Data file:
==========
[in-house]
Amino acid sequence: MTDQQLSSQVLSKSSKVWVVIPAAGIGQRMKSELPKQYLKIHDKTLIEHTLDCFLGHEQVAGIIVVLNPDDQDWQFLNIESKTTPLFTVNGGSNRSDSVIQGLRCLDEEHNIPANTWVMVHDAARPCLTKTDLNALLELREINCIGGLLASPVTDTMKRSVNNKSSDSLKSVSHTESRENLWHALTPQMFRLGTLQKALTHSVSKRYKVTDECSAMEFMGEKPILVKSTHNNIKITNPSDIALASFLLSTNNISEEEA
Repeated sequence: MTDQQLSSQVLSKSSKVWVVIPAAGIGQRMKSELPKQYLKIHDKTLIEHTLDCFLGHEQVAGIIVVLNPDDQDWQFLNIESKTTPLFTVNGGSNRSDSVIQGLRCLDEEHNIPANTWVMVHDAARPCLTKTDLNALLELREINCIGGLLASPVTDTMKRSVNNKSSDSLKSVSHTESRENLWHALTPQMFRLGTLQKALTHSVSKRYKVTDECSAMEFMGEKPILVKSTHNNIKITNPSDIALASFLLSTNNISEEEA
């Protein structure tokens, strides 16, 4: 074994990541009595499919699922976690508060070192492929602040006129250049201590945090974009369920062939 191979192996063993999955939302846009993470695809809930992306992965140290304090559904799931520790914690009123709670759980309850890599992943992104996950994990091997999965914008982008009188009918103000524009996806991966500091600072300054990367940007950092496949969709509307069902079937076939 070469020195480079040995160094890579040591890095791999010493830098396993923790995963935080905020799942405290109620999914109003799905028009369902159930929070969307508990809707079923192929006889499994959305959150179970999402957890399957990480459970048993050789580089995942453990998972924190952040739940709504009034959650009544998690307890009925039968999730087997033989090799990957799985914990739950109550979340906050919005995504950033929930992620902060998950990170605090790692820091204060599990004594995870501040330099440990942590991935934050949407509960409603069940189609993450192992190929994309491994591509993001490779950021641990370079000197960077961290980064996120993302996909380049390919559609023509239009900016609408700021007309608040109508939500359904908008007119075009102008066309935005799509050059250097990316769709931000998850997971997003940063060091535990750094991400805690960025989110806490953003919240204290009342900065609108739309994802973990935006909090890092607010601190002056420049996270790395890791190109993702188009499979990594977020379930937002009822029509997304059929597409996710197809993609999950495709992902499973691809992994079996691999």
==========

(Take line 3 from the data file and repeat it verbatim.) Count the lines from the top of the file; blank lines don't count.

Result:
Repeated sequence: MTDQQLSSQVLSKSSKVWVVIPAAGIGQRMKSELPKQYLKIHDKTLIEHTLDCFLGHEQVAGIIVVLNPDDQDWQFLNIESKTTPLFTVNGGSNRSDSVIQGLRCLDEEHNIPANTWVMVHDAARPCLTKTDLNALLELREINCIGGLLASPVTDTMKRSVNNKSSDSLKSVSHTESRENLWHALTPQMFRLGTLQKALTHSVSKRYKVTDECSAMEFMGEKPILVKSTHNNIKITNPSDIALASFLLSTNNISEEEA